Partner Magazine logo 19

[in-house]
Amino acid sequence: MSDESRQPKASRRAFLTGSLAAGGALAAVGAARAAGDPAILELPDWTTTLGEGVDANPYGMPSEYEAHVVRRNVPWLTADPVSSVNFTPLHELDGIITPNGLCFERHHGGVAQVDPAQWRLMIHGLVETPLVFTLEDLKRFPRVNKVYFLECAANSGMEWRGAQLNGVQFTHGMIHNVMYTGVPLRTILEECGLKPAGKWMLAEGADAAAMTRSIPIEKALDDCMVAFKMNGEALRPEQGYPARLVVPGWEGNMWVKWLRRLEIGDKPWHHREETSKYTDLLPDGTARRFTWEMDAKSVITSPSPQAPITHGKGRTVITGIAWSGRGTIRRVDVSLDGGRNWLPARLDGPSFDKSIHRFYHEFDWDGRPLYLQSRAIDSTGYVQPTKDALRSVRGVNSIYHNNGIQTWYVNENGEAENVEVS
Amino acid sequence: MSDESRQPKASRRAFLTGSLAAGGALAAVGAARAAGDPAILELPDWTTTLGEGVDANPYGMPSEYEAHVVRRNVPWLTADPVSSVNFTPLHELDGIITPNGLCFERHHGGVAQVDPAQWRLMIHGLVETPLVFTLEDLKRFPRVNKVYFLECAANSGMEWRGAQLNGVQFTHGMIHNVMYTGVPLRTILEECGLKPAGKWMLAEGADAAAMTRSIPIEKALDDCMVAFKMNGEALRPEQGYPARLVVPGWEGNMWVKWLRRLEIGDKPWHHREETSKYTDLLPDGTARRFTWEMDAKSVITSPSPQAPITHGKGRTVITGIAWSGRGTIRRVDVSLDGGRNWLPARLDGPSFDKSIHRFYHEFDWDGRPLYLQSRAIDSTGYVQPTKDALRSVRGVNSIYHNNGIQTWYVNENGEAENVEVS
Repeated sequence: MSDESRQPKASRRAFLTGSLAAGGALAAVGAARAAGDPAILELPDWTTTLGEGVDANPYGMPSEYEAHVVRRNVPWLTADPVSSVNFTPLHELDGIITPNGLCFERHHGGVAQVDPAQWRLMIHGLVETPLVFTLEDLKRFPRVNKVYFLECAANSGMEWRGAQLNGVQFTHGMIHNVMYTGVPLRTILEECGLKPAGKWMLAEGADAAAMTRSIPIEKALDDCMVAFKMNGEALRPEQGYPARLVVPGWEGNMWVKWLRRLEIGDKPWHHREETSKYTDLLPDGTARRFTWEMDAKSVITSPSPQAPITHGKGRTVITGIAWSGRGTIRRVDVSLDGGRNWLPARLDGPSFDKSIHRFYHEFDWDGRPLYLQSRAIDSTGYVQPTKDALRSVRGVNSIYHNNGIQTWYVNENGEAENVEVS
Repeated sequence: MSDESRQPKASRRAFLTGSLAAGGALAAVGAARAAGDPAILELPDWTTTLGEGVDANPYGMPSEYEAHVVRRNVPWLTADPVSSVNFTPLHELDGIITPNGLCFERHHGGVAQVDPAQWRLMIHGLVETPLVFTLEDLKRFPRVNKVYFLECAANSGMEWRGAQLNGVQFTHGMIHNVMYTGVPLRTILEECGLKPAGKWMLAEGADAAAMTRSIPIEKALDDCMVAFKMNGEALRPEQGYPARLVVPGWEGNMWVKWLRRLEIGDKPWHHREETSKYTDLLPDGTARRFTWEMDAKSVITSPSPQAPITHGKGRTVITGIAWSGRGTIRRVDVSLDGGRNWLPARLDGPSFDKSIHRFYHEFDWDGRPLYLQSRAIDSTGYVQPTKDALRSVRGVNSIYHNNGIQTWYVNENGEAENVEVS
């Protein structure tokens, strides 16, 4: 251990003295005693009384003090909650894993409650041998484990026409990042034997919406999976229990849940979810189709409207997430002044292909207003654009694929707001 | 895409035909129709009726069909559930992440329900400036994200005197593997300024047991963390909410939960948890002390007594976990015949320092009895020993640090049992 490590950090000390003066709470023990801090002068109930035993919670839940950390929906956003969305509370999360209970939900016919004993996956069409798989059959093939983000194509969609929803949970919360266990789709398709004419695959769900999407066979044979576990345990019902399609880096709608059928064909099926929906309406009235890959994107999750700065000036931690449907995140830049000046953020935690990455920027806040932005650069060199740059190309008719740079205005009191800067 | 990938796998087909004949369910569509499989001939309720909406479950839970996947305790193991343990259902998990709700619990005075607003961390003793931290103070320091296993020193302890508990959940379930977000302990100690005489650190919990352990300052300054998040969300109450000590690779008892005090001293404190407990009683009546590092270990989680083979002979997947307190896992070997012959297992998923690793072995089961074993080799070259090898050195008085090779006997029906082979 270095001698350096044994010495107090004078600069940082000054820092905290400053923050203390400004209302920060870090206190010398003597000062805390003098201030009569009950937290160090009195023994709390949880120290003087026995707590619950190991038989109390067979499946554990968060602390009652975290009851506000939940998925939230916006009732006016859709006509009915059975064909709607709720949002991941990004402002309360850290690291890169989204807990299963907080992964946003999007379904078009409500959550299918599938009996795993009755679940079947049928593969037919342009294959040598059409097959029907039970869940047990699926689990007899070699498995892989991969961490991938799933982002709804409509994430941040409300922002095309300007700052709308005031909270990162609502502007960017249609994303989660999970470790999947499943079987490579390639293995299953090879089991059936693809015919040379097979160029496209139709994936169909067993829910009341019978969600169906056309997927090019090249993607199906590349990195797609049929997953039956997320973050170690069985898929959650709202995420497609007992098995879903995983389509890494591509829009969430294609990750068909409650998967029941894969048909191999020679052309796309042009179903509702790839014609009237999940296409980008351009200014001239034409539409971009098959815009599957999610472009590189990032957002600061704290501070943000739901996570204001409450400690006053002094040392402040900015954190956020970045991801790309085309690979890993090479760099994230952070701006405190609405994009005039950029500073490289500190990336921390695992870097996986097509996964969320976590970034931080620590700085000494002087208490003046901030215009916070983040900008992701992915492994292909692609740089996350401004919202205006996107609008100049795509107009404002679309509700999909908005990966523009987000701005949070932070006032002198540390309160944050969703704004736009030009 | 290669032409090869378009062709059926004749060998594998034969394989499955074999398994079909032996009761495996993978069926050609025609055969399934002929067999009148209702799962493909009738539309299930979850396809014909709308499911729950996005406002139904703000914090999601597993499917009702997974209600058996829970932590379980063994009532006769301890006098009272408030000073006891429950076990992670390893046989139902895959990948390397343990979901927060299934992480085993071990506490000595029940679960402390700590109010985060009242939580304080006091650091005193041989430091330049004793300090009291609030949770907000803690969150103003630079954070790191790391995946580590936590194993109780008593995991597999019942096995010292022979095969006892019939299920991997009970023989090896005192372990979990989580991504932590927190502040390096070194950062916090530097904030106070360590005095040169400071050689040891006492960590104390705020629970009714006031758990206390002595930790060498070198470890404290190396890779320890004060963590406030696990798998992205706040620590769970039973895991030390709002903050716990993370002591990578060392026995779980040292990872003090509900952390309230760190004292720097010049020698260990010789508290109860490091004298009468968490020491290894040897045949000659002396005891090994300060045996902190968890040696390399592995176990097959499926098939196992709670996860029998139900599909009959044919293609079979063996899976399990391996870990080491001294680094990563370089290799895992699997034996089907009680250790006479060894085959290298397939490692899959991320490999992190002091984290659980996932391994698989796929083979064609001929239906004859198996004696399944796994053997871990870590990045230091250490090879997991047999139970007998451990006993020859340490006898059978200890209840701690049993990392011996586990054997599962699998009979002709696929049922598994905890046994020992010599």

logo 19 • CAMLOG Partner Magazine • December 2018 32 PRACTICE MANAGEMENT THE SYSTEMIC BALANCING PRINCIPLES: • Balance to the good should be enhanced For example, those who work well should also receive recognition. • Balance to the worse should be reduced For example, an error-friendly corporate culture promotes good performance. Employees who constantly live in fear of making mistakes will not be able to realize their potential. • Avoid an overly exact balance Petty offsetting generally prevents good relationships. • The “debtor” has a right to a reminder If a grievance is identified, communication concerning improvement suggestions is elementary. • The “creditor” becomes guilty towards the “debtor” if he refuses the reminder Keeping quiet about unpleasant events, makes you complicit! • The balance of the “debtor” must be made in the currency of the creditor Here it is necessary to clarify the question of how compensation is to be provided. If, for example, an employee has worked considerable overtime and the practice owner would like to reward his/her appreciation in the form of further training, it is quite possible that the employee may reject the offer. The supervisor could then well have a feeling of ingratitude and the employee a lack of understanding. This can lead to a hardening of positions. As the five systemic principles build on the preceding ones, it quickly becomes clear that compliance with the sequence is essential.